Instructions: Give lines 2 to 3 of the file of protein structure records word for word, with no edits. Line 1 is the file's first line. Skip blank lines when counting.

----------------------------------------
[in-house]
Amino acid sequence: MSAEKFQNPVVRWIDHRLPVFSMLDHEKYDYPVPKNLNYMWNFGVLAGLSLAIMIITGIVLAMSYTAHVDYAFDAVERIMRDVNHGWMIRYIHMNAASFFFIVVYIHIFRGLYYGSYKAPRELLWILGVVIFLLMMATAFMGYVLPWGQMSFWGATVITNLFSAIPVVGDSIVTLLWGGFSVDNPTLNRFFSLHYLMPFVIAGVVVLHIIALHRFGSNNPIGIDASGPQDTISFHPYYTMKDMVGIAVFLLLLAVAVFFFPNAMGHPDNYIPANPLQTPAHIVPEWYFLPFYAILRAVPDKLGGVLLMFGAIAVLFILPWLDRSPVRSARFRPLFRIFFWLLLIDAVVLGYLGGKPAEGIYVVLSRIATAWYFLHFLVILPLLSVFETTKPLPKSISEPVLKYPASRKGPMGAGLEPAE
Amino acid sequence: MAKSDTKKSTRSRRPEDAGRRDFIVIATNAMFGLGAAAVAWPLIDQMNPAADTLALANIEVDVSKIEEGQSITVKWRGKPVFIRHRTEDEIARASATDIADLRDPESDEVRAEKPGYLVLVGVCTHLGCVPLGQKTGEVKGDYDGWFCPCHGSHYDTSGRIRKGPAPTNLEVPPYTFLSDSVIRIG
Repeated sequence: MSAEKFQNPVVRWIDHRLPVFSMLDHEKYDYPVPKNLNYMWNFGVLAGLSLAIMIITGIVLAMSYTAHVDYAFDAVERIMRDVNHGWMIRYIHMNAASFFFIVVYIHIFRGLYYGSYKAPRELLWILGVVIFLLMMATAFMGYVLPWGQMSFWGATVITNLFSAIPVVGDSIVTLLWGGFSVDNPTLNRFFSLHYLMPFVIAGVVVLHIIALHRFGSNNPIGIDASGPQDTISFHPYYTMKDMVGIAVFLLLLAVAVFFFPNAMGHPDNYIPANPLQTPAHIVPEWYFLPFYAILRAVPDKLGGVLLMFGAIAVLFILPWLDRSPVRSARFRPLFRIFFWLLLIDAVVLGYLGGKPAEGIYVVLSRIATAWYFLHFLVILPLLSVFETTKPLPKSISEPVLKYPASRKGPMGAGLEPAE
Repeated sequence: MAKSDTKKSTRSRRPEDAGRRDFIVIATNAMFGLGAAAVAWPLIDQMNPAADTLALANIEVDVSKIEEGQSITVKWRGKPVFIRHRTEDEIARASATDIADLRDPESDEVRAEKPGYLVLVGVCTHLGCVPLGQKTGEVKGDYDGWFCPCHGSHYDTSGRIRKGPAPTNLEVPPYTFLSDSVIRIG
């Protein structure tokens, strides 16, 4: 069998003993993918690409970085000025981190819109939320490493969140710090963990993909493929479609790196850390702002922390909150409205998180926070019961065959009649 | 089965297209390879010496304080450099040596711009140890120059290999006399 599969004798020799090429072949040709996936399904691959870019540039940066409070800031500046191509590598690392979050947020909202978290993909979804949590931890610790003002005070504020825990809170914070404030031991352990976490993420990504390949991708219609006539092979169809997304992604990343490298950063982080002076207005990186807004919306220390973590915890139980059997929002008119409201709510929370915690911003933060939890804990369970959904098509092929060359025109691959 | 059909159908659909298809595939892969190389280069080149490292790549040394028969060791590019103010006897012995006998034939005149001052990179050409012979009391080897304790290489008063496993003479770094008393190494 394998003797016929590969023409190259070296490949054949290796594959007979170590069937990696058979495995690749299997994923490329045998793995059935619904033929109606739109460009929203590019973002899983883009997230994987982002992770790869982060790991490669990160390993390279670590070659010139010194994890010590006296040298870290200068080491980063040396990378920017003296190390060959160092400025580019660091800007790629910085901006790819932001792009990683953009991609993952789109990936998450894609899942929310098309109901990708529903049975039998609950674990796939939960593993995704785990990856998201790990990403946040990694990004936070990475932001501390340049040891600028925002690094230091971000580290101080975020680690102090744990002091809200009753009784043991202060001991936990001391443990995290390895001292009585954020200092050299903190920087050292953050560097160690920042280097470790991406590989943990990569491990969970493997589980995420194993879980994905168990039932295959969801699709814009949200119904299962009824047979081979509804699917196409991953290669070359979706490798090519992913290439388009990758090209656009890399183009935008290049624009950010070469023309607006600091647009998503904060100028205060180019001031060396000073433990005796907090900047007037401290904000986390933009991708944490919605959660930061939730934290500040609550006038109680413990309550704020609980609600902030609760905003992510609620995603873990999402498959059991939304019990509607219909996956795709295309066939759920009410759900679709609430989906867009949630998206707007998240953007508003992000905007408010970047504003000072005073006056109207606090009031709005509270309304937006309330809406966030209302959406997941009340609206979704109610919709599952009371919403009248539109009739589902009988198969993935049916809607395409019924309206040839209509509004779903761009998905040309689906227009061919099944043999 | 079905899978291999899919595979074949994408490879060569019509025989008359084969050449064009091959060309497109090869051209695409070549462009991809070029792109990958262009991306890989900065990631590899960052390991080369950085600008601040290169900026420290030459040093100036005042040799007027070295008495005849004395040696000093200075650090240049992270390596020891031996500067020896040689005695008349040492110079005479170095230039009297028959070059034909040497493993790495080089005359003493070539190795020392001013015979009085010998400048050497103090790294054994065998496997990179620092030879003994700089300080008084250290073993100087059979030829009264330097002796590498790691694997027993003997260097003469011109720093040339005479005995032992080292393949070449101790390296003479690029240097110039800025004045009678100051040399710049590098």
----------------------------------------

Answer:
Amino acid sequence: MSAEKFQNPVVRWIDHRLPVFSMLDHEKYDYPVPKNLNYMWNFGVLAGLSLAIMIITGIVLAMSYTAHVDYAFDAVERIMRDVNHGWMIRYIHMNAASFFFIVVYIHIFRGLYYGSYKAPRELLWILGVVIFLLMMATAFMGYVLPWGQMSFWGATVITNLFSAIPVVGDSIVTLLWGGFSVDNPTLNRFFSLHYLMPFVIAGVVVLHIIALHRFGSNNPIGIDASGPQDTISFHPYYTMKDMVGIAVFLLLLAVAVFFFPNAMGHPDNYIPANPLQTPAHIVPEWYFLPFYAILRAVPDKLGGVLLMFGAIAVLFILPWLDRSPVRSARFRPLFRIFFWLLLIDAVVLGYLGGKPAEGIYVVLSRIATAWYFLHFLVILPLLSVFETTKPLPKSISEPVLKYPASRKGPMGAGLEPAE
Amino acid sequence: MAKSDTKKSTRSRRPEDAGRRDFIVIATNAMFGLGAAAVAWPLIDQMNPAADTLALANIEVDVSKIEEGQSITVKWRGKPVFIRHRTEDEIARASATDIADLRDPESDEVRAEKPGYLVLVGVCTHLGCVPLGQKTGEVKGDYDGWFCPCHGSHYDTSGRIRKGPAPTNLEVPPYTFLSDSVIRIG